“Through EFTA, you can have a lawyer sitting next to a chemical engineer sitting next to a marketing director who’s been through four different colleges versus no college and etc.,” Coulter said. “So I think it opens students’ eyes and enables them to see that not everyone is going to have a straight and narrow path to their end goal—there are different ways to get there and that’s okay. I know it’s something I wish I had more of in high school.”

With only one major fundraising event—a trivia night in August—Bomkamp Enia said EFTA relies heavily on the generosity of community partners, volunteers and donors to make their programming a reality.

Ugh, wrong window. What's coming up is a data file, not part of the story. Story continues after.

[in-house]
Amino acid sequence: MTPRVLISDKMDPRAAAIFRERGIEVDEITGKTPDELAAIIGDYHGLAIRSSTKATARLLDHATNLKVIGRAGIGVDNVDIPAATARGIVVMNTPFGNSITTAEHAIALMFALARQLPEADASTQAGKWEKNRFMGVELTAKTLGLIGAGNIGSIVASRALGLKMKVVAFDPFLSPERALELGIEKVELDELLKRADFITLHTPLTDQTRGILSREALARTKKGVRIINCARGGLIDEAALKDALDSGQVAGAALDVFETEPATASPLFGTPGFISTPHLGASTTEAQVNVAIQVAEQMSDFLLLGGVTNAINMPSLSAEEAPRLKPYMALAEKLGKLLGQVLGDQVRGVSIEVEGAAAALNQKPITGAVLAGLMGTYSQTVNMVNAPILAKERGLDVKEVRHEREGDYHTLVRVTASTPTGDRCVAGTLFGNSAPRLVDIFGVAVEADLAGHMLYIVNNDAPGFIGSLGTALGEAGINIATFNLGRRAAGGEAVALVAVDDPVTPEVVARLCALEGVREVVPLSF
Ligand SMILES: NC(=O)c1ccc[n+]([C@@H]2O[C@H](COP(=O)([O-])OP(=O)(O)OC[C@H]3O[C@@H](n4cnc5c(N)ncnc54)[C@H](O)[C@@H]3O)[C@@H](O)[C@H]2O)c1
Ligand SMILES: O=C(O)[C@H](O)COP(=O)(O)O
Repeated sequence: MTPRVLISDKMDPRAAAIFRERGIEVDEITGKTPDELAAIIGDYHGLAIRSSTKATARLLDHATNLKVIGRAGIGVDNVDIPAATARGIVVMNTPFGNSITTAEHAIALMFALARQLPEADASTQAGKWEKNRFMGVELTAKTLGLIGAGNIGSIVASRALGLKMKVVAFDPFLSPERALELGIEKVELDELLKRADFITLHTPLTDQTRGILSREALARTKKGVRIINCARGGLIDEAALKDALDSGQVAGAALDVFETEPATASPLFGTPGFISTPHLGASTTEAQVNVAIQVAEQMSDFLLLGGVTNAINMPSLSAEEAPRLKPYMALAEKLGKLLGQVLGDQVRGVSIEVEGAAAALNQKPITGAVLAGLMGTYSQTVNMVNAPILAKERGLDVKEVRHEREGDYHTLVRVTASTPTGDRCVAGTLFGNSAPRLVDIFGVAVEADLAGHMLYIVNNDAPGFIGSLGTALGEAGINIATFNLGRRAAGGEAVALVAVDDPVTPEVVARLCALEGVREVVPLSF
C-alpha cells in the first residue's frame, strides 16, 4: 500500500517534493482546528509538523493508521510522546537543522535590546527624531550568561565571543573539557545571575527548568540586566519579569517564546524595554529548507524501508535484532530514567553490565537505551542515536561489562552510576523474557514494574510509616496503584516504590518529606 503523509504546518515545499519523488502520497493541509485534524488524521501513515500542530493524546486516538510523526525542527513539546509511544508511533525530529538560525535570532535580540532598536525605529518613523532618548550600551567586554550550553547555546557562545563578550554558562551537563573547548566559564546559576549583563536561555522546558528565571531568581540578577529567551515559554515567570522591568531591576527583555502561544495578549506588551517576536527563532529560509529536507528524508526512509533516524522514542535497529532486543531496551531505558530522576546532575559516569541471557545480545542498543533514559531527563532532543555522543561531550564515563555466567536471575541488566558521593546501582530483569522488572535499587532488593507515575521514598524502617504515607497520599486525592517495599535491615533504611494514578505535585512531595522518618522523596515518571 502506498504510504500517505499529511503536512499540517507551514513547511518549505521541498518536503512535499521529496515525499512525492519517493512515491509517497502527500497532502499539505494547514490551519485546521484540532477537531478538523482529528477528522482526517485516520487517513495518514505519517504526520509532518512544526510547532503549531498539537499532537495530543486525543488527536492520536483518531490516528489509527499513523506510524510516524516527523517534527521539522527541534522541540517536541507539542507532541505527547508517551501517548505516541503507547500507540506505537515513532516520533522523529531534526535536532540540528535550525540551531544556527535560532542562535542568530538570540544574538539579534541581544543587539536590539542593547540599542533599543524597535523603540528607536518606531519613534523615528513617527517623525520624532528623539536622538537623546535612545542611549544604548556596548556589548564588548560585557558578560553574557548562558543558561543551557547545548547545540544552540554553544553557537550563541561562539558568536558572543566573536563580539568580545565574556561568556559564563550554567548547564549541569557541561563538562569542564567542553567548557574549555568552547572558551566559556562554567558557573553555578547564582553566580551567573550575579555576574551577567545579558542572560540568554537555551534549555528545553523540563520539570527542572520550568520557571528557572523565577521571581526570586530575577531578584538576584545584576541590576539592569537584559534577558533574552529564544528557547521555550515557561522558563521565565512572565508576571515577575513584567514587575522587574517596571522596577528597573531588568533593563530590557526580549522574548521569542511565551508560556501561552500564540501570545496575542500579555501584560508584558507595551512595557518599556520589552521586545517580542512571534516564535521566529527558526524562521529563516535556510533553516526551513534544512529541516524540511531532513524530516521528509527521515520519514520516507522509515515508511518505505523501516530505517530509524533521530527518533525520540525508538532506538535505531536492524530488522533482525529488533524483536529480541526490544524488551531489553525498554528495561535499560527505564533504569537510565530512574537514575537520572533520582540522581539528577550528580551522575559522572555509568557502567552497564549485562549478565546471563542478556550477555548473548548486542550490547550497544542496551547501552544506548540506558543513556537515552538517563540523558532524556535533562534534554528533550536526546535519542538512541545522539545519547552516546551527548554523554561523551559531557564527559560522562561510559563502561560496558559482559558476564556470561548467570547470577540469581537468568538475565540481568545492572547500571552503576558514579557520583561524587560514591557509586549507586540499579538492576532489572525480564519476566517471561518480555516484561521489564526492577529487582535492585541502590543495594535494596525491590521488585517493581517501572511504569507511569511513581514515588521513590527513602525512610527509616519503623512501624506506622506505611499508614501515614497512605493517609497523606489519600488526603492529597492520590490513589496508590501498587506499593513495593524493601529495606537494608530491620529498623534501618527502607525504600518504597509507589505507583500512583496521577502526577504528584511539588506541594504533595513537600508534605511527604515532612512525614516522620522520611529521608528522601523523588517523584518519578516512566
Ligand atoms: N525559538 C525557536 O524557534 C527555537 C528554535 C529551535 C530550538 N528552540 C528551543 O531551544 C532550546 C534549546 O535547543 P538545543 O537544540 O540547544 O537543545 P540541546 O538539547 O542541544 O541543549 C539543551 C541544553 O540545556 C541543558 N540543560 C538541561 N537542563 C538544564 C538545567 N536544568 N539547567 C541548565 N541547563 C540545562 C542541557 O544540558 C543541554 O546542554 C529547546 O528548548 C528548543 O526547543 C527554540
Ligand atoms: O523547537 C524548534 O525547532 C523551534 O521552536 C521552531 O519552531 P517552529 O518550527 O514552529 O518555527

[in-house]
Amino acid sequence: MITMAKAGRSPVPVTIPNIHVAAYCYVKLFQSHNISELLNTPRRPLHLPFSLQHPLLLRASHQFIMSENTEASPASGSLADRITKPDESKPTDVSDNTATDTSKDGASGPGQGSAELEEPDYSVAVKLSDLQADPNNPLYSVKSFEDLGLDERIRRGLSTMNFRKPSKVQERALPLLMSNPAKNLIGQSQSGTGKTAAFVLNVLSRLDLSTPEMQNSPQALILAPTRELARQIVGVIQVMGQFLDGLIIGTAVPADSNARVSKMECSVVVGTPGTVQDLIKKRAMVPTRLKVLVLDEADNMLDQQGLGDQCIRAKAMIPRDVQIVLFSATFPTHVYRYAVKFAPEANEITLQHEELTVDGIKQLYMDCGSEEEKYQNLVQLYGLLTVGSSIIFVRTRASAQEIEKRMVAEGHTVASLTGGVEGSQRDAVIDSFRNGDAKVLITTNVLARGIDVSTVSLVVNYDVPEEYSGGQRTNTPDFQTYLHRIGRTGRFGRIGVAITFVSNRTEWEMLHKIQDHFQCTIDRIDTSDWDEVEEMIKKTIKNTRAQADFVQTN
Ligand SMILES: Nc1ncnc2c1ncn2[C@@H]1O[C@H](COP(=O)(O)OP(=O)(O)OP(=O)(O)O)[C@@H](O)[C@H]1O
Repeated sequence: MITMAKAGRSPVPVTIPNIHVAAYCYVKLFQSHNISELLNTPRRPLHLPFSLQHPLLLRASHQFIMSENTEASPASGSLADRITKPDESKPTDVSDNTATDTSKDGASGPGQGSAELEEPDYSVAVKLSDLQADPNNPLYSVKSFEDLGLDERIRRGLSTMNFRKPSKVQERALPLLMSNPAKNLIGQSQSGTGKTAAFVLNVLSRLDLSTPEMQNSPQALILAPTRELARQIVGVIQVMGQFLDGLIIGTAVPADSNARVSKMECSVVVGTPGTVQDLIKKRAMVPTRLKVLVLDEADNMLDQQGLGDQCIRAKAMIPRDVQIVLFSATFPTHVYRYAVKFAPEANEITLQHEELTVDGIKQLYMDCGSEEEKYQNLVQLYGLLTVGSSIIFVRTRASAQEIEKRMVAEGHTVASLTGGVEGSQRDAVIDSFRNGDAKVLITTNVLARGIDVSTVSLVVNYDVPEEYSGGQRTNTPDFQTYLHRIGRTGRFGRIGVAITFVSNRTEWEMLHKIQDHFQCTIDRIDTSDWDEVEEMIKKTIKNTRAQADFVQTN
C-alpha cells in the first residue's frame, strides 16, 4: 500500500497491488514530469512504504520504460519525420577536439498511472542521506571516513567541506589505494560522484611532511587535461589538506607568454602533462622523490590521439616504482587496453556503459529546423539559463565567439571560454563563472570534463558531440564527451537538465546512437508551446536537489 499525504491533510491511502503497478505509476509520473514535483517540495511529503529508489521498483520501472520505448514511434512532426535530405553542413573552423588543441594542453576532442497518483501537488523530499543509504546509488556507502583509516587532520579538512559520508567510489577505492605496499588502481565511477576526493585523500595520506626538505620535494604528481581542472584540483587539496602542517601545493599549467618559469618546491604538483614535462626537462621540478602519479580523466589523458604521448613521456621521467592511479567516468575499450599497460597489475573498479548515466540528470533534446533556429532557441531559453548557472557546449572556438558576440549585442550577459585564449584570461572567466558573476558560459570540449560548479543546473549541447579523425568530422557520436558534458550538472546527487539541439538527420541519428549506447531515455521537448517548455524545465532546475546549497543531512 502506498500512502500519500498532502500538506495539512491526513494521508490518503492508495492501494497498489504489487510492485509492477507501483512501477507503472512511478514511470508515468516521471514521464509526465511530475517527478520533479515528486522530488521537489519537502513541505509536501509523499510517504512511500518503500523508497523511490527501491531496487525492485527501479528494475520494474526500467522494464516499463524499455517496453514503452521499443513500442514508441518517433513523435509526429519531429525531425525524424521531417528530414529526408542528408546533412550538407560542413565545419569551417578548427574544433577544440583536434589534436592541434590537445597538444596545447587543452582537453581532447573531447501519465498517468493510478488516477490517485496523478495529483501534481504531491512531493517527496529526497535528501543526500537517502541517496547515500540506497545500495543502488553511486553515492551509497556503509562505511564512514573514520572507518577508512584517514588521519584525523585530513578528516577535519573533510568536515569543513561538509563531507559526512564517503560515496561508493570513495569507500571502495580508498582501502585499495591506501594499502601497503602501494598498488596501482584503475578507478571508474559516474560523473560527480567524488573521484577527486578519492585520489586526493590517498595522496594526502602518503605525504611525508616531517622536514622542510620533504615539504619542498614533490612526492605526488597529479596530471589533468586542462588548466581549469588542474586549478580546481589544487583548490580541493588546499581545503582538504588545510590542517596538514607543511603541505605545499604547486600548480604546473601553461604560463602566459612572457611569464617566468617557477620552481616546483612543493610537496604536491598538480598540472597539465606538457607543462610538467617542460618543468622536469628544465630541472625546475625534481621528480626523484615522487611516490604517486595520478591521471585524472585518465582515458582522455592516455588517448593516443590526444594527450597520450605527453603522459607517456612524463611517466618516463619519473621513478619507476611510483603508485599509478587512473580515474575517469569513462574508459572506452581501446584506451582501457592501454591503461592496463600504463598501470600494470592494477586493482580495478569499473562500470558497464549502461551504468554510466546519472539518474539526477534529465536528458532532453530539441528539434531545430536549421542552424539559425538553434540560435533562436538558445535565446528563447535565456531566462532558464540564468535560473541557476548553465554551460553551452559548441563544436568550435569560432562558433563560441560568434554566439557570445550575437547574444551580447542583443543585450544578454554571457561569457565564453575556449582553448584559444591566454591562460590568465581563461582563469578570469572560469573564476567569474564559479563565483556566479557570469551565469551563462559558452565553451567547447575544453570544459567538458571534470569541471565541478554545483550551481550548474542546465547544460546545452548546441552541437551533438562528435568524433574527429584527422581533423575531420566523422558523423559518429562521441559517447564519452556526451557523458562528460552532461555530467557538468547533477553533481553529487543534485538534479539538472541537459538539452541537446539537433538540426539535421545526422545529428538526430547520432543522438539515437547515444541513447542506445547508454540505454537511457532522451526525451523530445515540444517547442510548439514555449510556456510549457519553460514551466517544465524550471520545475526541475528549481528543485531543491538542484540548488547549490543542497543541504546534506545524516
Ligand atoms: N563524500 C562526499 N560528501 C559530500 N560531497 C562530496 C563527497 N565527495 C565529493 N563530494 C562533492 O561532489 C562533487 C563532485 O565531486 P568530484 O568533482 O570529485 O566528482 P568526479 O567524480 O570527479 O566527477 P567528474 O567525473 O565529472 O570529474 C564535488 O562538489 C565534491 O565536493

“We are very lucky to live in an exceptionally generous community—that’s not lost on us,” Bomkamp Enia said. “I’ve always worked in education-related nonprofits, and I think this is just a really interesting organization that’s all about building relationships and providing opportunities that would not necessarily be there in our absence.”
Education for Tomorrow Alliance
3200 College Park Drive, Ste. E205, Conroe
Hours: Mon.-Fri. 8 a.m.-5 p.m., closed Sat.-Sun.

There are several ways local businesses and individuals can get involved with the Education for Tomorrow Alliance.[/caption]